Dubious mortgage practices and lax lending standards were blamed for contributing to a housing bubble that eventually burst and thrust the economy from 2007-2009 into the worst recession since the 1930s. Many Americans took out home loans that they didn't understand and bought homes that they couldn't afford. As a result, foreclosures have soared to record highs. It's one of the negative forces restraining the economy's ability to get back on sounder footing.
The foreclosure crisis started years ago when borrowers took out risky loans with variable interest rates that they couldn't afford. Many also qualified for mortgages without providing documented proof of income.
But now, the foreclosure crisis is spreading to homeowners with good credit who took out safe, fixed-rate mortgages.
Allegations of faulty foreclosure paperwork will likely increase the foreclosure inventory into 2011, the Mortgage Bankers Association has estimated. Several major lenders temporarily suspended foreclosures to review thousands of cases for improper handling. Attorney generals in all 50 states launched a joint investigation into the issue.
However, this will only delay foreclosure sales coming on to the market, not stop them. Lenders are on track to take back more than 1 million homes in 2010, according to foreclosure listing service RealtyTrac Inc.
That will continue to weigh on home values because foreclosures are sold at deep discounts and slow the country's housing recovery.
During the next year, lawmakers plan to review the nation's mortgage-lending system and consider a potential replacement for government-controlled mortgage buyers Fannie Mae and Freddie Mac. The financial overhaul signed by President Obama in July didn't address that issue, despite protests from Republicans that it was incomplete without such a plan.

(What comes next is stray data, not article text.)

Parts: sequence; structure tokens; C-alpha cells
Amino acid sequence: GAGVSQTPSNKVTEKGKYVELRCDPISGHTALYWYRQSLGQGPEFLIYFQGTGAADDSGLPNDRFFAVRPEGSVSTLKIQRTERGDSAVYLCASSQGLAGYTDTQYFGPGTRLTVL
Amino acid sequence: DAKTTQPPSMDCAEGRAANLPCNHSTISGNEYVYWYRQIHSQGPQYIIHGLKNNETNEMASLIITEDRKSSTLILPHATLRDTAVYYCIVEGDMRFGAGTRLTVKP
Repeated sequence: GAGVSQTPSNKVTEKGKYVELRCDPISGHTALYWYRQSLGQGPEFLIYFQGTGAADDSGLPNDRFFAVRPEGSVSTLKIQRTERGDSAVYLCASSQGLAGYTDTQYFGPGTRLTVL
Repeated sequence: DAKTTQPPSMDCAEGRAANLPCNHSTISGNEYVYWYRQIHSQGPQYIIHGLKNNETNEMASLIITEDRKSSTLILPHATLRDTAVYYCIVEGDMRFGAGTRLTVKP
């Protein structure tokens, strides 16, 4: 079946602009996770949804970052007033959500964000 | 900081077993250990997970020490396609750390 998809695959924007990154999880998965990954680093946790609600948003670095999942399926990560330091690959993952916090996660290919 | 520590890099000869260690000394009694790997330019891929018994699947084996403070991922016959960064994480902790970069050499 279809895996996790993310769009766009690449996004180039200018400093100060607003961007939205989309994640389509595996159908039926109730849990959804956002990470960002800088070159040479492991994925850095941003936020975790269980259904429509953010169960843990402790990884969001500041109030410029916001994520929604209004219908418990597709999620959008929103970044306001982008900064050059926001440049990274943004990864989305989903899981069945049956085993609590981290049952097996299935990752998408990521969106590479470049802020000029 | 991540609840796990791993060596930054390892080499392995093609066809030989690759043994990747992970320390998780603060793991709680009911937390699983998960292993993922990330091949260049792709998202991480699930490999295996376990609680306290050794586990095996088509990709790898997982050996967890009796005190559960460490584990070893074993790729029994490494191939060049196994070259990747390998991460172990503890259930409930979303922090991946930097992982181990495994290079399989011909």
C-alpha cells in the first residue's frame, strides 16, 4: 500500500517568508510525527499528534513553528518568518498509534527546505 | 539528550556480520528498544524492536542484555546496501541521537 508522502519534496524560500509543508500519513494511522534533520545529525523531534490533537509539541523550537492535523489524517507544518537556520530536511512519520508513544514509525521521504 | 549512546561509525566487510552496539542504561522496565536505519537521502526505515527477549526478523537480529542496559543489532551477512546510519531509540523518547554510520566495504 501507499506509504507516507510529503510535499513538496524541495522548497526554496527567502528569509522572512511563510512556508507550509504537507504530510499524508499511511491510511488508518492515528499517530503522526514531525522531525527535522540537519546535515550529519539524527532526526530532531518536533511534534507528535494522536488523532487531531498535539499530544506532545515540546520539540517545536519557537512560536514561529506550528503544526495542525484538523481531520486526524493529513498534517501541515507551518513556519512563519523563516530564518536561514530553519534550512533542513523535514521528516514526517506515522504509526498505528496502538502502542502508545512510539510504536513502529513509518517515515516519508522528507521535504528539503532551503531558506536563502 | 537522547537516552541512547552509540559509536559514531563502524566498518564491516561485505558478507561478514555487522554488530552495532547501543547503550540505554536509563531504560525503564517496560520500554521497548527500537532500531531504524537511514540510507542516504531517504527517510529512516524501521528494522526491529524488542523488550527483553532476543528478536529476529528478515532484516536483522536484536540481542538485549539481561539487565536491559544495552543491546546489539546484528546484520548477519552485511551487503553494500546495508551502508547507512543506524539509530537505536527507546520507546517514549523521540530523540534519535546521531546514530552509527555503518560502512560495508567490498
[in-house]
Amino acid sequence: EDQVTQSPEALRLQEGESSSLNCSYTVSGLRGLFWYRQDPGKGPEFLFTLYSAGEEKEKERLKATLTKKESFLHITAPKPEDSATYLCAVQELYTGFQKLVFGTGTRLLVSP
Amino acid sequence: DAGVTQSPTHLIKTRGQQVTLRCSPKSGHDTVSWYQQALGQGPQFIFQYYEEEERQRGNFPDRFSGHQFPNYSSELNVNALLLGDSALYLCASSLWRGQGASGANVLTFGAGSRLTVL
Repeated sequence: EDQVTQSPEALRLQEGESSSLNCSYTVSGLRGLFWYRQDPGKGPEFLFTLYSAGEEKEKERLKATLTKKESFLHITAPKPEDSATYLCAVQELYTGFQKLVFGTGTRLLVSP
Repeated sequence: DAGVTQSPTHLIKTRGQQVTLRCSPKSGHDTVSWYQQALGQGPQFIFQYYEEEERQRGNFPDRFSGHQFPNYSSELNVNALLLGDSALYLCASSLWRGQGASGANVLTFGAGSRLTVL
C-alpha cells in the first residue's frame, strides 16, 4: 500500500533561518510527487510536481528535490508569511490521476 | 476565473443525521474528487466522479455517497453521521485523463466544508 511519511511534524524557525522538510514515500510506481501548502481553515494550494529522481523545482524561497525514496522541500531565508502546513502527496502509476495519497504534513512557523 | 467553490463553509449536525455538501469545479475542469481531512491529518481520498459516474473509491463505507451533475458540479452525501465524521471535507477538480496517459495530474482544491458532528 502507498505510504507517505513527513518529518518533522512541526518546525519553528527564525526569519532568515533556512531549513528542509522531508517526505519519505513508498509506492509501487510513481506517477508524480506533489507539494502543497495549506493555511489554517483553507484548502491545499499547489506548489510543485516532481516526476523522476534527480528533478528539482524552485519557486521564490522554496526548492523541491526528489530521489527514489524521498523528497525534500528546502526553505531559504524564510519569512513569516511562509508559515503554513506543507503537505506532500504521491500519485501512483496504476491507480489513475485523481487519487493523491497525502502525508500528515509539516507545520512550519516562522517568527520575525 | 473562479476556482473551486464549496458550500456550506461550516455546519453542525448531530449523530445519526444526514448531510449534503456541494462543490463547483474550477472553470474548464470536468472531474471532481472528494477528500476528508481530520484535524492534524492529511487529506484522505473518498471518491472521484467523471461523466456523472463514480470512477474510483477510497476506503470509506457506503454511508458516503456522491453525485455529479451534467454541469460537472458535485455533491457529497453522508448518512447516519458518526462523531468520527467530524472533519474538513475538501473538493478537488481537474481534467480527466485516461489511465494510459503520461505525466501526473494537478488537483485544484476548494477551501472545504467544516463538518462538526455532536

The government rescued McLean, Va.-based Freddie and Washington-based Fannie nearly two years ago to cover their losses on soured mortgage loans, and it estimates the bailouts will cost taxpayers up to $259 billion.
That's nearly twice the $133 billion Fannie and Freddie were in line to receive from taxpayers as of November 2010 and would make theirs the costliest bailout of the financial crisis.
As of November 2010, Fannie and Freddie together have repaid $16.7 billion as dividends to the Treasury Department.
Fannie and Freddie buy up home loans from lenders, bundle them together into securities with a guarantee against default and sell them to investors worldwide. They own or guarantee about half of all U.S. mortgages, or nearly 31 million home loans, which is worth more than $5 trillion. They buy home loans from lenders, package them into bonds with a guarantee against default and sell them to investors.
Separately, an Obama administration foreclosure-prevention program intended to help those at risk of foreclosure by lowering their monthly mortgage payments. But the Treasury Department reports that the effort is still plagued by high failure rates.
Many homeowners have complained that the government mortgage-aid program is a bureaucratic nightmare. They say that banks often lose their documents and then claim borrowers did not send back the necessary paperwork. The banking industry contends that borrowers are not sending back their paperwork.
The housing market, however, remains a huge challenge. High unemployment, tepid economic growth, tight credit and uncertainty about home prices have kept people from buying.